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Definition protect or hold sacred


place in a shrine (or similar special and protective place)
  • The saint's bones were enshrined in the cathedral.
enshrined = placed in a special and protective place
  • She is now enshrined in the Women's Basketball Hall of Fame.
  • Religious freedom is enshrined in the First Amendment.
  • a campaign to enshrine Muslim women's rights within an Islamic framework
    Time Magazine, 2009  --,8599,1879864,00.html (retrieved 09/14/09)
  • The minister knew well that he was himself enshrined within the stainless sanctity of her heart,
    Nathaniel Hawthorne  --  The Scarlet Letter
  • But, Nature often enshrines gallant and noble hearts in weak bosoms— oftenest, God bless her, in female breasts—and when the child, casting her tearful eyes upon the old man, remembered how weak he was, and how destitute and helpless he would be if she failed him, her heart swelled within her, and animated her with new strength and fortitude.
    Charles Dickens  --  The Old Curiosity Shop
  • Enshrine mediocrity—and the shrines are razed.
    Ayn Rand  --  The Fountainhead
  • More than three thousand people are entombed or enshrined within Westminster Abbey.
    Dan Brown  --  The Da Vinci Code
  • Your father had been a respected scholar and also devoted to the six virtues of Buddhism enshrined in this pagoda.
    Amy Tan  --  The Joy Luck Club
  • I enshrined the skull of my father in a Fremen rock mound overlooking Harg Pass.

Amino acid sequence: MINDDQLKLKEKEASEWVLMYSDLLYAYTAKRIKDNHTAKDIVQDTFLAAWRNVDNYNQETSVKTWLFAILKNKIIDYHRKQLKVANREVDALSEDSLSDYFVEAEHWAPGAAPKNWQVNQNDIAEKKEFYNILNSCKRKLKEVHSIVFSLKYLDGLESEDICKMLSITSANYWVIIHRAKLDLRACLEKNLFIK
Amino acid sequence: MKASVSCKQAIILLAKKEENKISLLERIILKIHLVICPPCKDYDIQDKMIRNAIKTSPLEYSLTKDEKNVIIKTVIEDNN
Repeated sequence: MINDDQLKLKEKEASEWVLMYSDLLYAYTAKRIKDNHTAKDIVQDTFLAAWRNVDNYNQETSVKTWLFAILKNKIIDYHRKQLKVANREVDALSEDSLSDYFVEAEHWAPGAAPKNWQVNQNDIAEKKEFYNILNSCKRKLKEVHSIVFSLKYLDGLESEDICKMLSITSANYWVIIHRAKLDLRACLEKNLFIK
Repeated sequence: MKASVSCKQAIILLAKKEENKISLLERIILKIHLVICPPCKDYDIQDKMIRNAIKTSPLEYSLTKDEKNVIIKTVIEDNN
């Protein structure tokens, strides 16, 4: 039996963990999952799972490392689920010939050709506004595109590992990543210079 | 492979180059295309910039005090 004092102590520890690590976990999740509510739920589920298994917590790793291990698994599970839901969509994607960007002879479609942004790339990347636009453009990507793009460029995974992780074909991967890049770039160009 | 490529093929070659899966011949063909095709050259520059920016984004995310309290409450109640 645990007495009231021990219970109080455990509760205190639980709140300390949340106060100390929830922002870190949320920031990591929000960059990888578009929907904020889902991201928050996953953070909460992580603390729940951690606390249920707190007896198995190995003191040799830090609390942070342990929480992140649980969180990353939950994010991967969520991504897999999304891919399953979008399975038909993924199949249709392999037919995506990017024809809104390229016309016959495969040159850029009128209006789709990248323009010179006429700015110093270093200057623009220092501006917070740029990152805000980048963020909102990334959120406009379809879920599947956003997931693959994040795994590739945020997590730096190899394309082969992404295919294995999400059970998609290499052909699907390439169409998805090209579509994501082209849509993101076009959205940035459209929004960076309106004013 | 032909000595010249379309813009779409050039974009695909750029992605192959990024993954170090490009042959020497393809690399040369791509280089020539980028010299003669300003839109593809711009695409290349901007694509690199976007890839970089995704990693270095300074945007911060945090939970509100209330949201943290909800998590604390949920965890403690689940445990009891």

Frank Herbert  --  Dune
  • The Greeks enshrined it in the story of Midas, of the 'Golden Touch.'
    G. K. Chesterton  --  The Fallacy of Success
  • Its message may be misinterpreted, and the great idea it enshrines may be set back for two or three generations.
    V.S. Naipaul  --  A Bend in the River
  • She was majestically tall and all but enshrined by a voluminous mane of golden blond hair.
    Anne Rice  --  Interview with the Vampire
  • He could not accept the idea of enshrining reason as a religion, as desired by the philosophes.
    David McCullough  --  John Adams
  • The tragic joke of human history is that on any of the altars men erected, it was always man whom they immolated and the animal whom they enshrined.
    Ayn Rand  --  Atlas Shrugged
  • 'Vice,' said the surgeon, replacing the curtain, 'takes up her abode in many temples; and who can say that a fair outside shell not enshrine her?'
    Charles Dickens  --  Oliver Twist
  • Disposal of the dead, by decent cremation and enshrinement, is a greater moral responsibility to the Japanese than adequate care of the living.
    John Hersey  --  Hiroshima
  • The might enshrined in their great ships had been clear enough for every eye to see.
    Arthur C. Clarke  --  Childhood's End
  • A fire engine was enshrined in his heart as an appalling thing that he loved with a distant dog-like devotion.
    Stephen Crane  --  Maggie: A Girl of the Streets
  • They are enshrined in the hearts of all loyal Southerners, and no one begrudges them the scant monetary returns they make for their risks.
    Margaret Mitchell  --  Gone with the Wind

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